Chimney Inspection

How long does a chimney inspection take?

Chimney inspections are done in person, and generally take about an hour. The first thing a typical inspector does is to look at the chimney from inside your home. They’ll want to see that it’s well-vented, too—the fireplace should be sealed up as tight as possible, so that you don’t have any drafts coming in around the damper.

The inspector will also pull out the flue and make sure there’s no creosote build-up, among other things. If they do find some build-up, they can clean it off at this point—you may even be able to watch them do it, if you want.

Chimney inspections are typically only around $100 or for free. This is a small price to pay for peace of mind, and even if you don’t need any repairs, it’s worth having your chimney inspected at least once per year. The inspector will look for anything that seems amiss, so you’ll want to be there to let them in and show them around. You may also want to ask your neighbors if they have a local, trustworthy contractor they’d recommend.

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Can a chimney inspector determine if your chimney needs repair?

When you hear the term “chimney inspector,” do you think of a guy in a tall hat who stands on your roof, looking up at your chimney, and pointing at it with a stick? If so, you’re not alone. That’s what you must have pictured before you learned differently. A chimney inspector is actually someone who can look up your chimney from the inside. He’ll crawl into your fireplace, go down the flue, and climb up to the top of the chimney to inspect it from within. The main reason to get inspected is so that you can find out if your chimney needs repair before there’s a problem. It just makes sense to make sure everything’s safe before you start a fire or otherwise put yourself or others at risk. You’ll also want to know if your fireplace insert works properly (if you have one) and whether it’s vented correctly or not. The good news is that inspections are normally included as part of a general home inspection, which you may already have done when you bought your house or moved into it.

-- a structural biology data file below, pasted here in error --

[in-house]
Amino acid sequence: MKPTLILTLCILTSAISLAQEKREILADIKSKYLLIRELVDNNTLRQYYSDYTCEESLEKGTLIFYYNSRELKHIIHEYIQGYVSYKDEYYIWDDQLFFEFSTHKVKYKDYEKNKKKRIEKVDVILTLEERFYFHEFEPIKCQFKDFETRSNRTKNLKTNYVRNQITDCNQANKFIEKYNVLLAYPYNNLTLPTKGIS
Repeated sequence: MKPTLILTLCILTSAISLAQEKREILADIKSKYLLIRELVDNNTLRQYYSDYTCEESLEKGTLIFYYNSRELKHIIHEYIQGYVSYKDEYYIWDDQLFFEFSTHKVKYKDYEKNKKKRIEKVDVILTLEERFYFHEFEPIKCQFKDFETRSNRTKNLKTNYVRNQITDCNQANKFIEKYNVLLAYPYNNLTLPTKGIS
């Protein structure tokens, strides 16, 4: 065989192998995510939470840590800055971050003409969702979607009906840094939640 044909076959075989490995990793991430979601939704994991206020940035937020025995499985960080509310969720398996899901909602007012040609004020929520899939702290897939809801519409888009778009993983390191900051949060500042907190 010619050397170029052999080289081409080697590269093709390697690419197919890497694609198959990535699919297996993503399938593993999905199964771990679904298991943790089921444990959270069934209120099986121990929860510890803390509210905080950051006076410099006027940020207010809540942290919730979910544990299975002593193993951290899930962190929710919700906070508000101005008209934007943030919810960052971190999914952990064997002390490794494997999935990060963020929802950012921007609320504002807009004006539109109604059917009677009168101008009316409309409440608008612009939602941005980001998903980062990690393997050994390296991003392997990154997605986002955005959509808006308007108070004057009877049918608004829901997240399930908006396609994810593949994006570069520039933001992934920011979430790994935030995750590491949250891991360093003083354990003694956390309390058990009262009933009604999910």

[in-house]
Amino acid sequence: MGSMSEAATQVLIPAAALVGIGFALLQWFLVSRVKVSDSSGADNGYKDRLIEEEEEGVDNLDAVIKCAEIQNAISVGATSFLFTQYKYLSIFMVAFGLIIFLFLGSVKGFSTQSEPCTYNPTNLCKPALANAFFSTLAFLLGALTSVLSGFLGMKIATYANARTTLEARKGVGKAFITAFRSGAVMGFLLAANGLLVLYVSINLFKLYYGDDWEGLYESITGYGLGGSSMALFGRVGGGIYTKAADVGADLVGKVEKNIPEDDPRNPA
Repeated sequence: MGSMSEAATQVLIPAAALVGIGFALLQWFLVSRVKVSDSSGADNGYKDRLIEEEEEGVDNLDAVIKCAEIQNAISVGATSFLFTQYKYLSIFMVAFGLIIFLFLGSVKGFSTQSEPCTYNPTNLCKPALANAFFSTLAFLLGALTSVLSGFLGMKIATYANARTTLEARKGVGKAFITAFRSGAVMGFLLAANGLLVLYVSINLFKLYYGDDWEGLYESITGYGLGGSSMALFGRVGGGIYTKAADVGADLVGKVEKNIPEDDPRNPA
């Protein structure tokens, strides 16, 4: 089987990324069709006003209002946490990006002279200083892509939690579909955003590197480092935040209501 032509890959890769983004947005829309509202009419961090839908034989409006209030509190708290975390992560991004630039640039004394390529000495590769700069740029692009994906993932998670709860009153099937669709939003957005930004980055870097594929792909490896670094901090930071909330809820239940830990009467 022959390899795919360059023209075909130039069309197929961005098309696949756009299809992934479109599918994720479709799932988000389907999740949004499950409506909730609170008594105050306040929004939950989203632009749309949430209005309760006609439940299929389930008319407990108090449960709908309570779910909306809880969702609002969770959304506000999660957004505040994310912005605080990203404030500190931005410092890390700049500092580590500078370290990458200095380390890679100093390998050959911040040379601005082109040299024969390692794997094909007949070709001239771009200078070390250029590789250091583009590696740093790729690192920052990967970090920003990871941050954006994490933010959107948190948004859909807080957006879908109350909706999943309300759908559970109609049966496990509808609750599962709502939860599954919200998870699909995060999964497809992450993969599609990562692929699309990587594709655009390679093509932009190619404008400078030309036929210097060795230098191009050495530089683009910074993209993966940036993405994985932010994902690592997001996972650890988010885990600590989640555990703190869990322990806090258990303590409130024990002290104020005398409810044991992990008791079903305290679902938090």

Does the inspector need to see the roof and attic?

When you hire a chimney inspector, you’re hiring someone to tell you how safe your chimney is. Because the safety of your home takes priority over everything else, it’s important for the inspector to see all aspects of the home he or she is inspecting. This includes the roof and the attic—any space that may be affected by or could affect your chimney. It’s unlikely that the roof will have anything to do with your chimney, but if there is any deterioration in that area, it could cause complications with water damage to your home. An attic, on the other hand, could contain all sorts of things that could get in the way of your chimney and affect its safety. If your attic isn’t properly insulated, for example, there could be moisture buildup (which can lead to mold) that could eventually cause water damage in other parts of your house. If the insulation has poor ventilation, there might be too much moisture in general in that area, which can also lead to mold and mildew—and thus again to water damage. Even if there are no issues with humidity or condensation, an improperly ventilated attic can still harbor a lot of dust and allergens due to lack of air circulation.
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